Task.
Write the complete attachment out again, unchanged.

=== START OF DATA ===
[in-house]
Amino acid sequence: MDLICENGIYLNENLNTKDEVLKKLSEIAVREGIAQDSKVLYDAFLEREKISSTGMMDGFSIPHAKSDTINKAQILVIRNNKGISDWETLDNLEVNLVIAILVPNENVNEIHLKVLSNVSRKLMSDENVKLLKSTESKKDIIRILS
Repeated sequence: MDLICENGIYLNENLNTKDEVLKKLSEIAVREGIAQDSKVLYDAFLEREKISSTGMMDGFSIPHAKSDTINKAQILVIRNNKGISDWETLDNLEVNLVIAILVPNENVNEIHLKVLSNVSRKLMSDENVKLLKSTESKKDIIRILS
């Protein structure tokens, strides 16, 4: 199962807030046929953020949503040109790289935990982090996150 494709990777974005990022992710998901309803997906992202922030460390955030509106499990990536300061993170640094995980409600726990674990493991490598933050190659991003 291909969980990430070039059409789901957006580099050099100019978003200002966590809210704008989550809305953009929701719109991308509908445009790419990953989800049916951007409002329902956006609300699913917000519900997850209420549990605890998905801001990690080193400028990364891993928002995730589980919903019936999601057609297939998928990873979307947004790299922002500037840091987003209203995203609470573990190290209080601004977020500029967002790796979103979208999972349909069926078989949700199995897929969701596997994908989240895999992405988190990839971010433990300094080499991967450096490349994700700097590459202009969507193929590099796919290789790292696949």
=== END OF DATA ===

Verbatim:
[in-house]
Amino acid sequence: MDLICENGIYLNENLNTKDEVLKKLSEIAVREGIAQDSKVLYDAFLEREKISSTGMMDGFSIPHAKSDTINKAQILVIRNNKGISDWETLDNLEVNLVIAILVPNENVNEIHLKVLSNVSRKLMSDENVKLLKSTESKKDIIRILS
Repeated sequence: MDLICENGIYLNENLNTKDEVLKKLSEIAVREGIAQDSKVLYDAFLEREKISSTGMMDGFSIPHAKSDTINKAQILVIRNNKGISDWETLDNLEVNLVIAILVPNENVNEIHLKVLSNVSRKLMSDENVKLLKSTESKKDIIRILS
């Protein structure tokens, strides 16, 4: 199962807030046929953020949503040109790289935990982090996150 494709990777974005990022992710998901309803997906992202922030460390955030509106499990990536300061993170640094995980409600726990674990493991490598933050190659991003 291909969980990430070039059409789901957006580099050099100019978003200002966590809210704008989550809305953009929701719109991308509908445009790419990953989800049916951007409002329902956006609300699913917000519900997850209420549990605890998905801001990690080193400028990364891993928002995730589980919903019936999601057609297939998928990873979307947004790299922002500037840091987003209203995203609470573990190290209080601004977020500029967002790796979103979208999972349909069926078989949700199995897929969701596997994908989240895999992405988190990839971010433990300094080499991967450096490349994700700097590459202009969507193929590099796919290789790292696949």